It is a blessing that unlike some other Asian countries, notably India and Pakistan, drivers in the Gulf use the car horn sparingly. And that’s how it should be. Newcomers from the Indian Subcontinent in particular look askance if not in disbelief that when the signal is red, rows upon rows of vehicles wait patiently in pin-drop silence for it to turn green [including those stuck in the Yellow Box!] without any vehicle even once pressing the horn. Obviously there is no need to blare unless one has some mythical gadget installed under the horn which would turn the red signal into green when pressed! But tell that to the newcomer.
Having painted this idyllic, noise-free scenario one must confess that even so old habits die hard and there are occasions when a wayward driver does spring a ‘sound’ surprise if only to draw attention to his swanky limousine.
Here are some do’s and don’ts before you press the horn as you cruise along the highway:
Never press the horn just for the heck of it as you drive. It is nothing short of boorish behaviour.
If you want a slow driver ahead of you to move out a fast lane, first try to draw his attention by blinking the headlights [but only a couple of times; more than that would be harassment]. If that fails, press the horn intermittently three or four times. Continuous ‘scream’ of a horn is a mark of impatience and has sometimes resulted in road-rage incidents.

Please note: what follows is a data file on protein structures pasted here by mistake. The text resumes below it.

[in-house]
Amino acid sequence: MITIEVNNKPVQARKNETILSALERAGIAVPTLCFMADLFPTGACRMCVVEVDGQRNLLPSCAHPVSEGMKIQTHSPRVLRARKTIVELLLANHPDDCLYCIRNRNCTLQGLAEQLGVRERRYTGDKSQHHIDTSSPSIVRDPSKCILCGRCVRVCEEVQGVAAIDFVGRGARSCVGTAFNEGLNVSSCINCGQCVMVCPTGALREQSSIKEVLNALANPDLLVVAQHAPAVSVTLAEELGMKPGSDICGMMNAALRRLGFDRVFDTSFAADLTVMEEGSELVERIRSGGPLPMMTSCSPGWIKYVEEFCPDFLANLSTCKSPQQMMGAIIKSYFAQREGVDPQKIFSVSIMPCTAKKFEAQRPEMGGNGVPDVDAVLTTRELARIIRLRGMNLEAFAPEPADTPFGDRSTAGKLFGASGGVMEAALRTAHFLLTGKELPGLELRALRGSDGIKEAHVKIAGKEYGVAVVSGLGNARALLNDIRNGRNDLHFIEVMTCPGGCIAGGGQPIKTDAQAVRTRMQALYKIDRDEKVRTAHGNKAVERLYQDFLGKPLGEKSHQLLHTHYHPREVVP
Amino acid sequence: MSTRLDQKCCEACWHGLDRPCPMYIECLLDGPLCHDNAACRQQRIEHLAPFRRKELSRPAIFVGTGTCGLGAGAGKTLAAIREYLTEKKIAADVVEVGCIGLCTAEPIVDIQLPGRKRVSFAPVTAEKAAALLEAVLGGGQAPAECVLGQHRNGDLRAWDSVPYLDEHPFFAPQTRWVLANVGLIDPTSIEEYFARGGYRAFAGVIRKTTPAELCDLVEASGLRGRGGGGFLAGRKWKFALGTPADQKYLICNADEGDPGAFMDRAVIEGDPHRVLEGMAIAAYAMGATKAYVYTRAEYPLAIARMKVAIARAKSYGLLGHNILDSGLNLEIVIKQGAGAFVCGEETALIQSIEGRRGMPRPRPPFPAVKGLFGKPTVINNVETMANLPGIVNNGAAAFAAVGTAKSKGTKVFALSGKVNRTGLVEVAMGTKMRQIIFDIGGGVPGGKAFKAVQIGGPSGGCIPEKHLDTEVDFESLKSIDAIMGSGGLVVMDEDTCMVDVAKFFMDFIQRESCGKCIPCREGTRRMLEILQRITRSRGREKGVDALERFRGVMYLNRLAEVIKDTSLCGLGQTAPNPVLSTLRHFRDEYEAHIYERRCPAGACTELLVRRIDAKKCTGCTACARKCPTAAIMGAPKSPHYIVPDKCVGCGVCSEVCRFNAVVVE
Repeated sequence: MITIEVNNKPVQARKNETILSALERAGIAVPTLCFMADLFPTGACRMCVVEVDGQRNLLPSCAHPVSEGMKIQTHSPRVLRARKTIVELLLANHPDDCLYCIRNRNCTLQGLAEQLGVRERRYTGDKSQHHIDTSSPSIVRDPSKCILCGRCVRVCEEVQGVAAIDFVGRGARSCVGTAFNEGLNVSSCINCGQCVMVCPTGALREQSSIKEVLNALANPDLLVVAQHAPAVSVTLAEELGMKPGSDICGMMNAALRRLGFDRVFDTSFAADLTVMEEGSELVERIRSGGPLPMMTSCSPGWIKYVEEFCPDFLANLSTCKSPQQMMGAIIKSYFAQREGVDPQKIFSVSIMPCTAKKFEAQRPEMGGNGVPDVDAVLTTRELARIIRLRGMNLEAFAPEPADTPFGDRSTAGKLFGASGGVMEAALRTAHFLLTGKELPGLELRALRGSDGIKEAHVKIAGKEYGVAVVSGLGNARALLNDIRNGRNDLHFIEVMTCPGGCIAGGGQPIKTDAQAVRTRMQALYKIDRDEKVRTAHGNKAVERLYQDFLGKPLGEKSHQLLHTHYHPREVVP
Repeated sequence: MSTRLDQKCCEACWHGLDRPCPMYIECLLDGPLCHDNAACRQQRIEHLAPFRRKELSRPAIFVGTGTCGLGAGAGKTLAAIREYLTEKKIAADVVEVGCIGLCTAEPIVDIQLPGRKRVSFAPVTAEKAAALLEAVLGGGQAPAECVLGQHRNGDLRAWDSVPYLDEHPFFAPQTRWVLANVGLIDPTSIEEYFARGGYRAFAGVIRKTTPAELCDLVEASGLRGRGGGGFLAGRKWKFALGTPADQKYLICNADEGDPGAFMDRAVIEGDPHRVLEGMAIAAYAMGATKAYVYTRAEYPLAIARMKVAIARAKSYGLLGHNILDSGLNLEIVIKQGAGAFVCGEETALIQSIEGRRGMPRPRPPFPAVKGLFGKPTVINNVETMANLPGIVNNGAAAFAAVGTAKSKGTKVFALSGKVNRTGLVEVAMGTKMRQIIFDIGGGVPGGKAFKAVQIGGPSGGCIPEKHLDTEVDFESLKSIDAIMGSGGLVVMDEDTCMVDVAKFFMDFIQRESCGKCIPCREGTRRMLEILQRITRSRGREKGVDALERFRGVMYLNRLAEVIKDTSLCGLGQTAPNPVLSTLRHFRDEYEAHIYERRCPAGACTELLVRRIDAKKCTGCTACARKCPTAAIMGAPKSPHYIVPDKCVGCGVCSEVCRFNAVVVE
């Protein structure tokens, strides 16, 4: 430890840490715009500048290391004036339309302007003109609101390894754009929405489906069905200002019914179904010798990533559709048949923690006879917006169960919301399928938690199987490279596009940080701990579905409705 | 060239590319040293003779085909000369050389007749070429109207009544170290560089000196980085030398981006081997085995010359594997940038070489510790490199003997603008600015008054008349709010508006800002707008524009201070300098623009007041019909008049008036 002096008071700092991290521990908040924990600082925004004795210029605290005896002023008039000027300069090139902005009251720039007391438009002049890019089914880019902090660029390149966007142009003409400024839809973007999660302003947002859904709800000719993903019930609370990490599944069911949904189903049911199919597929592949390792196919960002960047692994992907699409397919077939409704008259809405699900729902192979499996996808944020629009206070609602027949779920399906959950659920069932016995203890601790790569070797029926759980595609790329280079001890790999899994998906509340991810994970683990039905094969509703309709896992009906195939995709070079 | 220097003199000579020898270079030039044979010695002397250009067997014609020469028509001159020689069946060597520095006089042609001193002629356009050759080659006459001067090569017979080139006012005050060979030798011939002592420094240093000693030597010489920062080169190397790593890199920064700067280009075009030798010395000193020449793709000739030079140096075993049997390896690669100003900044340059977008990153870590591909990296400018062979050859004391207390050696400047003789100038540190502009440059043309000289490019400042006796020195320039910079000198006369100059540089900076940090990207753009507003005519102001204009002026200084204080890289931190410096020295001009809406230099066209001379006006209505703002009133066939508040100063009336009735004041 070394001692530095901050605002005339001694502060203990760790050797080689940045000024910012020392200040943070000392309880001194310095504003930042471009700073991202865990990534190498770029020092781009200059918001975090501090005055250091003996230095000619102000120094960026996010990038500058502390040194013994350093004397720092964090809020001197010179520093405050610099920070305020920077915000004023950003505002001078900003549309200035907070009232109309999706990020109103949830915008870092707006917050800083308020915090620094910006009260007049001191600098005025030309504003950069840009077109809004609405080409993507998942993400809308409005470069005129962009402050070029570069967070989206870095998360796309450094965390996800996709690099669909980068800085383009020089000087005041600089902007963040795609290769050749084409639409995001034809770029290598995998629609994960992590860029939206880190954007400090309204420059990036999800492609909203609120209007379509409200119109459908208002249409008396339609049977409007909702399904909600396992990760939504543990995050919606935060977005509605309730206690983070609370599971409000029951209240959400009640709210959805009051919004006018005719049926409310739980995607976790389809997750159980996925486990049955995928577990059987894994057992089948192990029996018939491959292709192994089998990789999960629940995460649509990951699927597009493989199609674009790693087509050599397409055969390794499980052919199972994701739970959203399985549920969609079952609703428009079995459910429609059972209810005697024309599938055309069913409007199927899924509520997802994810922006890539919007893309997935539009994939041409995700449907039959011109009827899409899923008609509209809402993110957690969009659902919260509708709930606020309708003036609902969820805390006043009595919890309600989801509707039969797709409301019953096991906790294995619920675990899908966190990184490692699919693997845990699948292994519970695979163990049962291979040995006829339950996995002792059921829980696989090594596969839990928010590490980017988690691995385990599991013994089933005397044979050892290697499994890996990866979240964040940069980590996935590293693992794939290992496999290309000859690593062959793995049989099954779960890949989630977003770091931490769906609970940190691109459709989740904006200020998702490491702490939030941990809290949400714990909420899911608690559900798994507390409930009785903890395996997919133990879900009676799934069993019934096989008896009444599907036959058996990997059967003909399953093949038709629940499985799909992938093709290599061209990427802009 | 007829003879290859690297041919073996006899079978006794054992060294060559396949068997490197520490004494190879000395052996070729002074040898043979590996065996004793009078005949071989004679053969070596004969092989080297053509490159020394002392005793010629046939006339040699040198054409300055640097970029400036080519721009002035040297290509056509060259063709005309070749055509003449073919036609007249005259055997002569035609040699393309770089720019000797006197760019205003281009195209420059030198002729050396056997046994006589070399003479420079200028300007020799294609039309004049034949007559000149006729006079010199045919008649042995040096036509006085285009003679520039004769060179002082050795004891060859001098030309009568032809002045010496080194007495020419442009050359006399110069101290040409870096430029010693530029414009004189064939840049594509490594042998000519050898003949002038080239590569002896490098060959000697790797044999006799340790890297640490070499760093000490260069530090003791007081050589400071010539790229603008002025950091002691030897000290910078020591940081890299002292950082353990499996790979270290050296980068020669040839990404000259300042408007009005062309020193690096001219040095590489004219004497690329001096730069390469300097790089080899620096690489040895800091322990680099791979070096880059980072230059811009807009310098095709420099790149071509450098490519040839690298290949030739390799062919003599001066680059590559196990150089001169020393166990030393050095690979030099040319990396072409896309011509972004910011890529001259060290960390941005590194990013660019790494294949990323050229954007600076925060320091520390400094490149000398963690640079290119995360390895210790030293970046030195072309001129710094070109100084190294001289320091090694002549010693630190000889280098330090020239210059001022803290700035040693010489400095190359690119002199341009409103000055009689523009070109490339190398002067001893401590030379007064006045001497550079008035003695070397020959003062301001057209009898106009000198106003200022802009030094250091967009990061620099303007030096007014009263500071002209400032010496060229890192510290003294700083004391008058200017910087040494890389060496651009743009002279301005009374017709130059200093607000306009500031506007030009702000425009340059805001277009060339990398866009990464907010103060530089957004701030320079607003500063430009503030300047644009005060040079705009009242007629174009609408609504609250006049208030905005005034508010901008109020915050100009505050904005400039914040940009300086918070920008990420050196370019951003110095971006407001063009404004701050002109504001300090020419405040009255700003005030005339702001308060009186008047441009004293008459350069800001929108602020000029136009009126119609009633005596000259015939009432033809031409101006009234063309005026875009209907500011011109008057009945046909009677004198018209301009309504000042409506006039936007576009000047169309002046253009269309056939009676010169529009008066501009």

If you want to change the lane but think the driver in that lane, who you want to overtake, is not aware of your intention, give no more than a double bleep and that should suffice to draw his attention. If that doesn’t work that means he is unwilling to let you change the lane ahead of him and you should then move into the lane behind him.
It is bad manners to make the sound of a continuous, blaring horn if another driver has not given you way, gotten ahead of you suddenly, or otherwise unintentionally upset you. It is tantamount to scolding him or gnashing your teeth at him.
If you are second in the queue at a signal with red light, do not rush to press the horn the moment it turns green. That will amount to impatience on your part as if you are the only one in a hurry. Give the driver respite. Remember no driver likes to stay still once the light turns green.
To thank a person for having given you the way, press the horn only once.
Remember that a frivolous use of the horn is a mark of bad driving.